Before I continue with the rest of the Economics for Beginners series, I think it’s important that I take some time to explain what Economics actually is, since there seems to be a great deal of confusion both here on HubPages, and on the Internet in general. We identified the predictors of device ownership and multi-platform news consumption and discussed the implications for multi-platform news publishing. This article looks at the commonly understood rules and guidelines, which are set out and regularly modified in the Associated Press Stylebook, for how news about the Middle East ought” to look and sound for US readers. Our aim is to study how this building of expertise takes place at meetings with a particular focus on the decision-making process concerning ideas for new news stories. Lewis et al. (2008) and Davies (2008) provided examples of this behaviour by UK newspapers.
In order to do this, we perform linguistic analysis of news production practices, as we investigate how the journalists’ ideas for potential news stories are eliminated by the editor at the daily newsroom meetings. Furthermore, in attributing citizen-made content to news agencies and mediation channels, the incorporation practices treat intermediation as a source of credibility.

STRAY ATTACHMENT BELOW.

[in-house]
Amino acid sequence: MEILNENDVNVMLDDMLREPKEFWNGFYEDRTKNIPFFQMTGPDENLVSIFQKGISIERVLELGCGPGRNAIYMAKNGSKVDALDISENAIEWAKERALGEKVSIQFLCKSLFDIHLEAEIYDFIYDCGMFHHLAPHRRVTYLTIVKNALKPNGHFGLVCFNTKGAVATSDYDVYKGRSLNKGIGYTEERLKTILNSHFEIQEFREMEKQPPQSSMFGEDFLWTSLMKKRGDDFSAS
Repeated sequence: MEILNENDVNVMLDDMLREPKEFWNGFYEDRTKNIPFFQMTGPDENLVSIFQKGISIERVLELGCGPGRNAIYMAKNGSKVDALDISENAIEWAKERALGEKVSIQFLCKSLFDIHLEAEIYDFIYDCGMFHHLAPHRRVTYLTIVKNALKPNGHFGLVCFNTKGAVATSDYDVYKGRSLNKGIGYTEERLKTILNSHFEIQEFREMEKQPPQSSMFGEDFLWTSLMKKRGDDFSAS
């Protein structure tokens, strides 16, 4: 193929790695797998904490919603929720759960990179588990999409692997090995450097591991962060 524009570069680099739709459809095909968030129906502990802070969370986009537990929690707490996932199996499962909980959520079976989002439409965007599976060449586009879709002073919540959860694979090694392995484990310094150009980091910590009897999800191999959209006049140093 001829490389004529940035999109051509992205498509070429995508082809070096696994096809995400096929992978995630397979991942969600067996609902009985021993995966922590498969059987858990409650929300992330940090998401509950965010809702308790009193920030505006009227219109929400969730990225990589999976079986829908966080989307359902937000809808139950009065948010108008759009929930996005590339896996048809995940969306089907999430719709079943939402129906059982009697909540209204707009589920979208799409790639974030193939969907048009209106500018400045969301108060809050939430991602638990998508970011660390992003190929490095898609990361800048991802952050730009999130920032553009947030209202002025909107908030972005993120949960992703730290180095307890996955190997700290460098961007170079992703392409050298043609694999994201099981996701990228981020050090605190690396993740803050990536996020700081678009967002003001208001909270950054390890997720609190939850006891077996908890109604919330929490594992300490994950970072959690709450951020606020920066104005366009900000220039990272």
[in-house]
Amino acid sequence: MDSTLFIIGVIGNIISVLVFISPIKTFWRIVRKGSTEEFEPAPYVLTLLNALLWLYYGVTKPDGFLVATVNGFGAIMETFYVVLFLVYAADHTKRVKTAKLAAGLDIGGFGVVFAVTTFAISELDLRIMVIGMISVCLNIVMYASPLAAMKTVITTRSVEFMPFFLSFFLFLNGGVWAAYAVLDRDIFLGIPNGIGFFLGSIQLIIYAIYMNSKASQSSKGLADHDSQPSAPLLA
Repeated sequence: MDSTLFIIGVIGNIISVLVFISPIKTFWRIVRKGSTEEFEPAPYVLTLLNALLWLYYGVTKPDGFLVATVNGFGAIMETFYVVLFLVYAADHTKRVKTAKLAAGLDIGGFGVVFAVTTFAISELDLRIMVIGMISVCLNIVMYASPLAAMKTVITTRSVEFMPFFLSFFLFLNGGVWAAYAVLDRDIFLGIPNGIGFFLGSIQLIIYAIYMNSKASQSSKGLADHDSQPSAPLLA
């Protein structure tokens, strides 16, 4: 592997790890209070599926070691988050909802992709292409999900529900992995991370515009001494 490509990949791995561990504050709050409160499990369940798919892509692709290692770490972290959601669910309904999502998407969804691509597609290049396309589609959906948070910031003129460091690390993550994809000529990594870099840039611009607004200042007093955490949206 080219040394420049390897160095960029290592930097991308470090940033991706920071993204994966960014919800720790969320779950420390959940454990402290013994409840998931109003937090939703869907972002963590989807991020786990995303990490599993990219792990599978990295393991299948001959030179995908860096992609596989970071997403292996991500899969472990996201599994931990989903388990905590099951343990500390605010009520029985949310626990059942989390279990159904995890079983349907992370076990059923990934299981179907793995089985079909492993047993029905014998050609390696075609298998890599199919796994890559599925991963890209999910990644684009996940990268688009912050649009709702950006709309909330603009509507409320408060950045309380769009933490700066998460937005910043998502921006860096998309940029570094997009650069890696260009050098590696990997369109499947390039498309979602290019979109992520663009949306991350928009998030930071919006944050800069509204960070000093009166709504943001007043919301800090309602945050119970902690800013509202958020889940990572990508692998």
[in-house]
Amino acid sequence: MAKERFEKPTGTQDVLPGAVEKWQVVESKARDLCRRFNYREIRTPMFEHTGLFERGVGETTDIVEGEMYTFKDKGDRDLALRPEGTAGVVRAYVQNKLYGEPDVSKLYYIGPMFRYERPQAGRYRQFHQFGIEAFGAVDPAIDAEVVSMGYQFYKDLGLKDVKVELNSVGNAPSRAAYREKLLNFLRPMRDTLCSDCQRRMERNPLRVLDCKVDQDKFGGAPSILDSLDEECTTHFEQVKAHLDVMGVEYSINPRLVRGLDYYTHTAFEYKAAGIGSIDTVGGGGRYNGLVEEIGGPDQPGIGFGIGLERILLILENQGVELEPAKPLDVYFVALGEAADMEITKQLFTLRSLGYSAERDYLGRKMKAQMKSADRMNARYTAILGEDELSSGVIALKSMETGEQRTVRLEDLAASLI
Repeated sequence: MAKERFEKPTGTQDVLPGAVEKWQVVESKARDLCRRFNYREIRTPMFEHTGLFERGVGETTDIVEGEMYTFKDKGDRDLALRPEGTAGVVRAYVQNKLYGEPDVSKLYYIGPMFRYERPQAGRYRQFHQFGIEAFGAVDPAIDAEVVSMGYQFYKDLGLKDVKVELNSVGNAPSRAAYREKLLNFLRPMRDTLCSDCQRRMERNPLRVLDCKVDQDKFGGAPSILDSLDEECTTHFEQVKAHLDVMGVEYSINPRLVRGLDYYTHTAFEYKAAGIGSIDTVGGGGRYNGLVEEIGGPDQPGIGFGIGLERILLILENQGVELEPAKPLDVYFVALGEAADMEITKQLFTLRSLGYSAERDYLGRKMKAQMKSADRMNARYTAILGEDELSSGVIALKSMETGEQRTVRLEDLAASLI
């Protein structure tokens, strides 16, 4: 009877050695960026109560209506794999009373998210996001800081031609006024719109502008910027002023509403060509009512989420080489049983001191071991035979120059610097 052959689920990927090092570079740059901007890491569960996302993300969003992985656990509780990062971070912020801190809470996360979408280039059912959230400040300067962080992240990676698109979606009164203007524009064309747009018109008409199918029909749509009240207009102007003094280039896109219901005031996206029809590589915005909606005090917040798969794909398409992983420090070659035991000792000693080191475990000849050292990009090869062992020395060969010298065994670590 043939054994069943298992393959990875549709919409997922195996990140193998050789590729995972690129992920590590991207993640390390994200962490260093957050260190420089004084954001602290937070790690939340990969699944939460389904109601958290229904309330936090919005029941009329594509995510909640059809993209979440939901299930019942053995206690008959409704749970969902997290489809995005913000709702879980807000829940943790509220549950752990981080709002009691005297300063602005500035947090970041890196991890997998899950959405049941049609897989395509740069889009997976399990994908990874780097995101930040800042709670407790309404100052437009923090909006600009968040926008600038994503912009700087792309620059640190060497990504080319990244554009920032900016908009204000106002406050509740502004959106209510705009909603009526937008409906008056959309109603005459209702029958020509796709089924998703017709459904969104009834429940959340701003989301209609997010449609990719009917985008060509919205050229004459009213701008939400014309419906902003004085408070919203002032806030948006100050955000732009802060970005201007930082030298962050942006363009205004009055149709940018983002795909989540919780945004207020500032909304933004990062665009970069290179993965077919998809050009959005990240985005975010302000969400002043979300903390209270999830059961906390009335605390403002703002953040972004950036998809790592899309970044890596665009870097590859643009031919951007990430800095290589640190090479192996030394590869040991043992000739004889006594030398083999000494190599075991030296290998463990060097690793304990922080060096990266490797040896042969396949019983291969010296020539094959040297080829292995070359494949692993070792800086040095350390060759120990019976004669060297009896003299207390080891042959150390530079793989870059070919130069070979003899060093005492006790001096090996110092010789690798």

The elimination of ideas for news stories are not just eliminations; they are also corrections of culturally undesirable behaviour producing and reproducing the proper perception of an important object of knowledge – what constitutes ‘a good news story’ – in this community of practice. In the midst of excessive business and financial-related information, the ability of US journalism to explain how and for whom transnational economic processes proceed remains provisional. Online news media, a new yet popular segment, has emerged in the past decade in the wake of India’s rapid integration into the global economy.
Basing news coverage on such content challenged journalistic understandings of credibility as produced by professional routines, thus disturbing the foundation of epistemic authority on which professional journalism builds. This article investigates how the positioning of citizen micro-journalism was textually negotiated in news reports by attributing different degrees of epistemic authority to citizen-made content.
Deconstructing the process of constructing epistemologically authoritative news thus highlights how mediation, news values, source practices, and image conventions are relied on to perform credibility. The news media scenario in India has been transformed substantially in the post-liberalization period as privatization and deregulation have facilitated cross-border flows of capital and technology. The article also revisits the concept of professionalism” with regard to a traditional broadcaster’s implementation of a 24/7 news channel within its existing newsroom.